Friday, May 18, 2007

The secret to real Italian salad dressing

Bill's secret to the best Italian dressing

What is it about the south that real Italian food is so hard to find? I'm talking about family-owned Italian restaurants that have been in business 50+ years, whose traditional recipes come straight from the old country. Sorry, but chains like Carraba's, Macaroni Grill and Olive Garden just don't cut it. This is painfully clear when you ask for Italian dressing and they give you some white, mayonnaise-based crap . . . gross! There is no such thing as 'creamy Italian dressing' in my book. (And guess what, there is nothing from Italy called "Alfredo sauce" - completely an American invention, probably by Shoney's)

Although traditional Italian is just oil and vinegar, Italian family restaurants improved on that theme with a tradition of making their own great dressings by adding garlic and spices. Now you can have that Italian dressing with great garlic and herb flavor but you must have the tools and #1 is: the mortar and pestle (photo). So, here's how you do it, it takes less than 5 minutes:

Basic method -
  1. Get one or two pealed cloves of fresh garlic and a few teaspoons of Kosher salt or coarse sea salt and put them in the mortar.
  2. Grind with pestle until garlic and salt become a paste.
  3. Add fresh extra virgin olive oil and Italian spices (basil, oregano, thyme, rosemary).
  4. Grind some more, infusing the oil with the garlic and spices.
  5. Add red wine or balsamic vinegar, grind some more and presto, you're done.
There you have it. A great salad dressing, dipping sauce or marinade. Great for grilling too. The proportion to oil and vinegar is a personal choice, I prefer 50/50 but most people like slightly more oil than vinegar.

Variations - for a more Mediterranean flavor, add lemon juice instead of vinegar. For a summer salad (like spinach with pear, died cranberries and nuts) add orange juice and a few drops of sesame oil. For spicy marinades, grind hot pepper in with the mix. Add honey for a sweeter dressing. You can also grind raw peeled ginger with honey and sesame oil, add rice wine vinegar for a great Asian dressing. The possibilities are endless, but you gotta have the mortar and pestle.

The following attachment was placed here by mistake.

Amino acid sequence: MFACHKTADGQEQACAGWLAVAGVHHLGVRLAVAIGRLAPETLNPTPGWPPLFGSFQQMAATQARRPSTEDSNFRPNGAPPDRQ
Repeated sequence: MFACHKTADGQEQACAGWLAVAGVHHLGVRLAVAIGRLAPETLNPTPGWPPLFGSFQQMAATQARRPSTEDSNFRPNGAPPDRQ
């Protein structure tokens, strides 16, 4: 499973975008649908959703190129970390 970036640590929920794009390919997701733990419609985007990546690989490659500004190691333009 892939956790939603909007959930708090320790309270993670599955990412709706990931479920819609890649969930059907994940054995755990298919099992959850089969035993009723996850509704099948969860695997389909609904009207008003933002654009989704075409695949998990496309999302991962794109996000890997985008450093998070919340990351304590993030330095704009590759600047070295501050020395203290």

The bottom line is - the only way to prepare garlic is to grind it into a paste with a mortar and pestle. It is the best way to completely infuse the olive oil with the flavor of Italian spices and garlic. Garlic presses, minced, or smashed garlic just isn't as good. And stay the hell away from pre-pealed, and/or pickled garlic. It has to be fresh. Speaking of fresh, try Penzey's for great quality spices. Good spices make a difference.

This is from a guy who lives on salads... happy, healthy and flavorful eating!


mrsmom5 said...

I just made this dressing with all four fresh herbs from my garden and oh my goodness!! Delicious!
I can't wait to try it out on the fam.

Rapunzel said...

Stumbled upon your blog while searching for an Italian dressing using the fresh herbs from my garden. Since I was also looking for an excuse to use my new mortar & pestle, this was perfect!

Delicious, fresh & easy, thanks so much!

Anonymous said...

This was very good. I used a spice from Penzey's in Kirkwood, MO called Pasta sprinkle and then added some rosemary. This was really good. I was craving something similar to the dressing from Serra's Pizza.

Anonymous said...

interesting article. I would love to follow you on twitter.

mittenlady said...

So very delicious! Made with fresh herbs from my garden, too, and what a difference! I also added some prepared mustard to emulsify and add a little spice. Love this!

Anonymous said...

Just made the dressing to marinate tortallini for antipasta kabobs, I licked the pestle!!!